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Why competitive advantages matter using IRR


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IRR is how people get wealthy. Take a look at this:


If you calculate the payback factor= investment/net annual cash flows then you get a figure. (usually positive)


As a result if you can get annual cash flows as long as possible your cost of the investment is less and less substantial.


If you take a look at the formula to calculate IRR you get...... DPV of cash flow * yearly net cash flow - investment = 0


If you can attain net annual cash flows for as long as possible you need to discount these yearly cash flows more and more in order to get these two figures to equal. Discounting these values turns out to equal the interest yield you are returning on your investment.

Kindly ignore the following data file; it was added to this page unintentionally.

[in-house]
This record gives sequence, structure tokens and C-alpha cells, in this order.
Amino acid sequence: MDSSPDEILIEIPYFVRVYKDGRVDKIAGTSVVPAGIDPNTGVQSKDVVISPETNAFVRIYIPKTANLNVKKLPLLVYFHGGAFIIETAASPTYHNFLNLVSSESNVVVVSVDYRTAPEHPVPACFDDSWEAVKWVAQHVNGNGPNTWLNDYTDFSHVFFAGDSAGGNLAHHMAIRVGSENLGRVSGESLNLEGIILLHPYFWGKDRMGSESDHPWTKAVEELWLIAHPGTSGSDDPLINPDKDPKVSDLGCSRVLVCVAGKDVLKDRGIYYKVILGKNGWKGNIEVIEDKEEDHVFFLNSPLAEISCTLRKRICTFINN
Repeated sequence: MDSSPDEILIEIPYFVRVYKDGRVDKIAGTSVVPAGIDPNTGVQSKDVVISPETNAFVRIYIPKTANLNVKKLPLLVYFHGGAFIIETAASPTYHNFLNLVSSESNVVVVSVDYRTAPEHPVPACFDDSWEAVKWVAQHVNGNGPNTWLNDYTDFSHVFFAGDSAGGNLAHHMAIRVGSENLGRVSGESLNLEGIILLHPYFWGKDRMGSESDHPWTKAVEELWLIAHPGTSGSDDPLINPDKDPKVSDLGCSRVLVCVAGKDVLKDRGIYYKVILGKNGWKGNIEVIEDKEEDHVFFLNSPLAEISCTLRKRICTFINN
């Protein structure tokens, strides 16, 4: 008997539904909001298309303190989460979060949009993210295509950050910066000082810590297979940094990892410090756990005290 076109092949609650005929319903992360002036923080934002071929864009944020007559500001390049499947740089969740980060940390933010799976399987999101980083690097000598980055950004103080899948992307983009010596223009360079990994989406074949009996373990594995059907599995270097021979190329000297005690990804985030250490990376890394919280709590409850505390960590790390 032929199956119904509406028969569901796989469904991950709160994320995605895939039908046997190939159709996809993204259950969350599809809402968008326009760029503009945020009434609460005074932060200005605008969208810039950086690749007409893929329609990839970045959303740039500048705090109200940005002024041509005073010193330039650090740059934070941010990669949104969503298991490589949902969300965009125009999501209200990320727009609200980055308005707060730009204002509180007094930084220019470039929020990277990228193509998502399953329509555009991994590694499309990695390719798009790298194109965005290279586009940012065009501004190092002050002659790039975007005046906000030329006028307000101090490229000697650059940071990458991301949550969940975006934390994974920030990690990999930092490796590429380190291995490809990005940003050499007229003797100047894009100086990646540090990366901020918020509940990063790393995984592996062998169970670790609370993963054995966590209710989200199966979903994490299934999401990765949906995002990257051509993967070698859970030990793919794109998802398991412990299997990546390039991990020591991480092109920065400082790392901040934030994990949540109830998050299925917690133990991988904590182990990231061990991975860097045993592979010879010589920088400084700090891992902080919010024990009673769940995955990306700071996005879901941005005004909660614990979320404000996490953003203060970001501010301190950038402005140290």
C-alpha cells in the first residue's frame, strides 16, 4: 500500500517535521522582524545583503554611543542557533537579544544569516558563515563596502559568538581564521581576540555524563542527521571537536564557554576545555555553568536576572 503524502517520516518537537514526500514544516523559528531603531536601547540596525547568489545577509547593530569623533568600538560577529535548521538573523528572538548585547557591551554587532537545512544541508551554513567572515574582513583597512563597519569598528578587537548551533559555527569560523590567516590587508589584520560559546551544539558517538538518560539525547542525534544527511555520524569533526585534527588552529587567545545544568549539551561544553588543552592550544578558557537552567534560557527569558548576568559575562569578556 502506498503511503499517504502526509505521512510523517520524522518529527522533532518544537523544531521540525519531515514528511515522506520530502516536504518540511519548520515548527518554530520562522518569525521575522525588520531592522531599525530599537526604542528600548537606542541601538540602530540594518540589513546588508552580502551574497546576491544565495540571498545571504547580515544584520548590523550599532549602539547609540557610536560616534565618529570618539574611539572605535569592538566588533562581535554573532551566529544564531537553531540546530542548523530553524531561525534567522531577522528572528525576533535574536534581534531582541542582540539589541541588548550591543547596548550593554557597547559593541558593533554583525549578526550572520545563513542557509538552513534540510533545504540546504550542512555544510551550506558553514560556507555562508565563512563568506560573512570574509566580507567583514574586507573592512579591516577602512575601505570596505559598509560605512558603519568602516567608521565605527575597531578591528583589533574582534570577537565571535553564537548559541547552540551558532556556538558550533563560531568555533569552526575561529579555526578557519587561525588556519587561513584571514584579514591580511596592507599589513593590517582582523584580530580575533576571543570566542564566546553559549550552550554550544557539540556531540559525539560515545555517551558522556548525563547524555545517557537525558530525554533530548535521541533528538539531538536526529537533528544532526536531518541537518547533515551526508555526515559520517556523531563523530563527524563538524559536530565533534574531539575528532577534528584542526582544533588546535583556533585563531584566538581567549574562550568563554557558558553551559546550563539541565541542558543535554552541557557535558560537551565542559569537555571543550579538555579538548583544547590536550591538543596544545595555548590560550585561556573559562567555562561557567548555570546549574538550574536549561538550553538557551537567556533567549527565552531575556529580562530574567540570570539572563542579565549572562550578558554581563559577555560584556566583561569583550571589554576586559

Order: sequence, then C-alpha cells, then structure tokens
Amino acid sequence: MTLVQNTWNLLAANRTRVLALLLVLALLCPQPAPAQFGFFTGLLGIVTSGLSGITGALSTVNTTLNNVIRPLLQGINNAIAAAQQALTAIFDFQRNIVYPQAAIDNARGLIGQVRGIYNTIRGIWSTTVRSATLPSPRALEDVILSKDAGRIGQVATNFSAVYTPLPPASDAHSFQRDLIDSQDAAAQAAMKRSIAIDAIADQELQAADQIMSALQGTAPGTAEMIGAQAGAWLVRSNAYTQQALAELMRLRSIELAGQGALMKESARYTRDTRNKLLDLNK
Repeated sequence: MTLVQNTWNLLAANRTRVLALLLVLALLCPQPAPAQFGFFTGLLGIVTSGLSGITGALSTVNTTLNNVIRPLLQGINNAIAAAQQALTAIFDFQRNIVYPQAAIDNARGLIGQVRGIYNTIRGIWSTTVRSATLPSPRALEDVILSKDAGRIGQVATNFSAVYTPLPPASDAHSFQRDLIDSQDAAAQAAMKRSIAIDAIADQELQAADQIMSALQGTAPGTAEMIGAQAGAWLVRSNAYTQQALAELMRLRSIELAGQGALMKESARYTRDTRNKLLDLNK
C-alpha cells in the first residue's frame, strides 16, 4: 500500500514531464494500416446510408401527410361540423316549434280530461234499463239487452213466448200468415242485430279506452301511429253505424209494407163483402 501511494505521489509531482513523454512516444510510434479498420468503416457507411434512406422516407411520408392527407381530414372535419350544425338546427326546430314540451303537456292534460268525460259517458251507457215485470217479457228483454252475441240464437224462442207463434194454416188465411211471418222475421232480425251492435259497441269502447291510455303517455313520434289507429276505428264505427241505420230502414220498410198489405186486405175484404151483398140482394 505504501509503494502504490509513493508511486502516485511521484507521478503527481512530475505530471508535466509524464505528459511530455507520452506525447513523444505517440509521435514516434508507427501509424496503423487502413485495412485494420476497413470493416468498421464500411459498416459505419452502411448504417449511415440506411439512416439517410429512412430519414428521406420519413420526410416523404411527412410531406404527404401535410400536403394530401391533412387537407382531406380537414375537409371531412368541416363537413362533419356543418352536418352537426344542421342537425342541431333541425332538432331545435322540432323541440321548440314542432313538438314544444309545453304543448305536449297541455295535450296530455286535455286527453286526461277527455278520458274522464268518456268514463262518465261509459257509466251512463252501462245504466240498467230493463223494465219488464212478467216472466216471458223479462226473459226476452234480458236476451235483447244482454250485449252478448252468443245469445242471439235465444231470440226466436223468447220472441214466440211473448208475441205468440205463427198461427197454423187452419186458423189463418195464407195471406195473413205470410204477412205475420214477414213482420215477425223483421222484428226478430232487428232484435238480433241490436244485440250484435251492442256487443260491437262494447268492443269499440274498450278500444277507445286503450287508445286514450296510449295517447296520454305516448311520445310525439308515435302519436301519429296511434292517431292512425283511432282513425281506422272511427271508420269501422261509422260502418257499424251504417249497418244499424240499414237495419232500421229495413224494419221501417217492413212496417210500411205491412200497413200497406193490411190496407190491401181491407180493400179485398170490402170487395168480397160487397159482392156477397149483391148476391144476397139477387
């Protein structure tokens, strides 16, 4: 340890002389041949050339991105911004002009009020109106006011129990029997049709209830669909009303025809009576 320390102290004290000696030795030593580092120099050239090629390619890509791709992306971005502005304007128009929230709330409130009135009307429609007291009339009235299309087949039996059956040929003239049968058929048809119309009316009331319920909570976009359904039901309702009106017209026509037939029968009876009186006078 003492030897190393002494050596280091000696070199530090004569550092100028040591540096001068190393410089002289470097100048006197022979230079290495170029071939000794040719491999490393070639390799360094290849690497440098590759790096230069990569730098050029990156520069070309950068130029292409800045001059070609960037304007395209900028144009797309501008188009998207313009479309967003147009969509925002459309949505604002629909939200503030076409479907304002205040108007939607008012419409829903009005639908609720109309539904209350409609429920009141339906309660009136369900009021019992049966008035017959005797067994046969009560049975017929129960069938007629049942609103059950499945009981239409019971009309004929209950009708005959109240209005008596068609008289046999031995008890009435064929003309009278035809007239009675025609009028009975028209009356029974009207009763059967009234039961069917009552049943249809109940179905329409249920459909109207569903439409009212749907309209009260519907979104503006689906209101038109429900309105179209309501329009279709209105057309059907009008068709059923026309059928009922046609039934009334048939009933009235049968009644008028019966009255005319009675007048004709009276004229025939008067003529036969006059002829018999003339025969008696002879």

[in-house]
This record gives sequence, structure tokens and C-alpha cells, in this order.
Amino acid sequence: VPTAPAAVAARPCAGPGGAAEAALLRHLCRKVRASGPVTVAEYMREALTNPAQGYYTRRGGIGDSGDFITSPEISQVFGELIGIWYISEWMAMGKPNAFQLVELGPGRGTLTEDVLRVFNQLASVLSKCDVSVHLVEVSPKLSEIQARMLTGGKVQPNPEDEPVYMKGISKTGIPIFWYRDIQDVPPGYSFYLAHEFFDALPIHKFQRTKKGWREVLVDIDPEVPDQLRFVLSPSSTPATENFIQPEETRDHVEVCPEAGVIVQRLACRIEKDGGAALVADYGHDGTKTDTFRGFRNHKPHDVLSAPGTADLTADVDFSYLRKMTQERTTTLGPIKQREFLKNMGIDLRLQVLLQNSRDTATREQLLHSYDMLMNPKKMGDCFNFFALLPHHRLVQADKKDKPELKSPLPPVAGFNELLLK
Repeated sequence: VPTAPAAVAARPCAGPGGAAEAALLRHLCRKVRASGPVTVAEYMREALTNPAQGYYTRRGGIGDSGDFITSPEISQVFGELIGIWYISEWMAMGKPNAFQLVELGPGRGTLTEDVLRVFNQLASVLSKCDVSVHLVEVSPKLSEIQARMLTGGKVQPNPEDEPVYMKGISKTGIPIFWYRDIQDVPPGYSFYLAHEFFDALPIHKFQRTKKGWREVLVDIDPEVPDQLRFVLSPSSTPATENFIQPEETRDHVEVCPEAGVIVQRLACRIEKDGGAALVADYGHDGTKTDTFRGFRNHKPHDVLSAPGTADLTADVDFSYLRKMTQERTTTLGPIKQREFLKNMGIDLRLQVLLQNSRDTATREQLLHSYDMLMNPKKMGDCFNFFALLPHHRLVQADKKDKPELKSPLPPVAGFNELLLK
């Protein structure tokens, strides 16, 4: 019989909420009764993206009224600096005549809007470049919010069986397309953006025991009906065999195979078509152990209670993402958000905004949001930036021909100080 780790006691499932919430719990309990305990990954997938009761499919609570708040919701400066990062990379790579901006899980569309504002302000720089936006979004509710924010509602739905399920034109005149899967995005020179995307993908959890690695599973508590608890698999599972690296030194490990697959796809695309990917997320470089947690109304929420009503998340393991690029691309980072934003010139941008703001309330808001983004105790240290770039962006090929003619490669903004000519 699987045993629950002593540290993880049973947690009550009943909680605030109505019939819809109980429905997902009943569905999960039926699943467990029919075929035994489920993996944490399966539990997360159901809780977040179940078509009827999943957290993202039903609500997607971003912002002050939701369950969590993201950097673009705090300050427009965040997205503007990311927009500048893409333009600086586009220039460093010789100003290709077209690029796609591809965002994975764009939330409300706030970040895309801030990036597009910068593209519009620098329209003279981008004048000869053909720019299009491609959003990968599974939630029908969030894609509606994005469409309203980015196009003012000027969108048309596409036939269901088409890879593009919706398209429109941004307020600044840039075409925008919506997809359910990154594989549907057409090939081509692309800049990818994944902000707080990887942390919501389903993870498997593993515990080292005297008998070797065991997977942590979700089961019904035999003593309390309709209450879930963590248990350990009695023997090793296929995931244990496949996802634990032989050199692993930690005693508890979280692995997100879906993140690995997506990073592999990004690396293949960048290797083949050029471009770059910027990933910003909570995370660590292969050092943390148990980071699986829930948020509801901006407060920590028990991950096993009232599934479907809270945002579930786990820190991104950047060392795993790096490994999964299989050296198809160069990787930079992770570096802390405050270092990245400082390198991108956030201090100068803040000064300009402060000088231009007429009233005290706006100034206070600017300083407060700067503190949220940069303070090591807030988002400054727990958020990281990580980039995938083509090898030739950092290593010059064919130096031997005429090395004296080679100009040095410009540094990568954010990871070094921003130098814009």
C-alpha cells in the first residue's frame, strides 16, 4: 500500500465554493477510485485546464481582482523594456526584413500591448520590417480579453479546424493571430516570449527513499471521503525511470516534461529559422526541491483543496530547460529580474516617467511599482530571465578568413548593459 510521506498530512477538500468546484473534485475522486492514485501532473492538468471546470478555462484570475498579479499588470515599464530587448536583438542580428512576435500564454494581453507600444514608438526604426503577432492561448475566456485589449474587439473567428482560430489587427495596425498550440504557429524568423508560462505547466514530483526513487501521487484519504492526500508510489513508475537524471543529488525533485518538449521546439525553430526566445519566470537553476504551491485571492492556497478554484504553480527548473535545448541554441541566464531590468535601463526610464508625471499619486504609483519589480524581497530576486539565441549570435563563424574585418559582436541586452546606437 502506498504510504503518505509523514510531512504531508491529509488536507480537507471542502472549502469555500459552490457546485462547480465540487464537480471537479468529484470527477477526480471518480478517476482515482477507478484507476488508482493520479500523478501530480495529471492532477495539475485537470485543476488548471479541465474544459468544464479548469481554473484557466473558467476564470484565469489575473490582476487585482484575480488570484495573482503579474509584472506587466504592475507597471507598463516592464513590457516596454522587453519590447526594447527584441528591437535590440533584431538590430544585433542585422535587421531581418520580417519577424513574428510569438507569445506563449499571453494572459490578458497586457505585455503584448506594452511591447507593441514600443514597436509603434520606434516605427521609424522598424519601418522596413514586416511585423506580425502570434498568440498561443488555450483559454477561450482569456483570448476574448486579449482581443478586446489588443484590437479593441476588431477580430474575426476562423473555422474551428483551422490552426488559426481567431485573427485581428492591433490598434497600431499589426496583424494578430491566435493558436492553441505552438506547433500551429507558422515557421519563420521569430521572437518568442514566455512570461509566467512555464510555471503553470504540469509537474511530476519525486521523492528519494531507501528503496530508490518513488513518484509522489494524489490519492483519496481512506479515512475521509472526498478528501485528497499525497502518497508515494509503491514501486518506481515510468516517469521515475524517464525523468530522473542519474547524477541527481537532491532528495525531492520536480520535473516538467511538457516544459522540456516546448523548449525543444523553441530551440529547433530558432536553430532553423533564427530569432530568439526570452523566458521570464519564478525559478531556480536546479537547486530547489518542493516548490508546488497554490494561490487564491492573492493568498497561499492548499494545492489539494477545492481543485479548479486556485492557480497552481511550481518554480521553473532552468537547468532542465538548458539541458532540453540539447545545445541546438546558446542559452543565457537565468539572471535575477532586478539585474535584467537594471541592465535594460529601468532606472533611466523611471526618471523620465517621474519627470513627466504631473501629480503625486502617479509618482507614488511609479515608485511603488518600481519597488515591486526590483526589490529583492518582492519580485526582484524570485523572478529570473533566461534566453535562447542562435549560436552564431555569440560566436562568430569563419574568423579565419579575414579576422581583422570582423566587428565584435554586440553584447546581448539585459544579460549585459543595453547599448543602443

This is how I feel like Charlie Munger thinks. So if you think about all the business out there first they have to 1) generate cash and 2) need to be able to do it for a long period of time. This is how people get rich. First you need to find businesses that can generate this cash (which is hard) and then you need to figure out which ones can do it for a long period of time (even harder). Most of these businesses, if you find one, have a very large investment, almost negating these very good qualities.


Maybe I had an epiphany here or maybe this is just simple logic.

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Hi Collegeinvestor... about how Charlie Munger thinks ... this may help.




The author "ctm" may or may not be the "real" Charlie Munger.  And in any case, the author was talking about how Warren Buffett thinks, not how Charlie Munger thinks.  Nonetheless, a print of this particular post is the #1 paper in my stockpicking ideas folder.  Who cares who actually wrote it, if the idea has merit?

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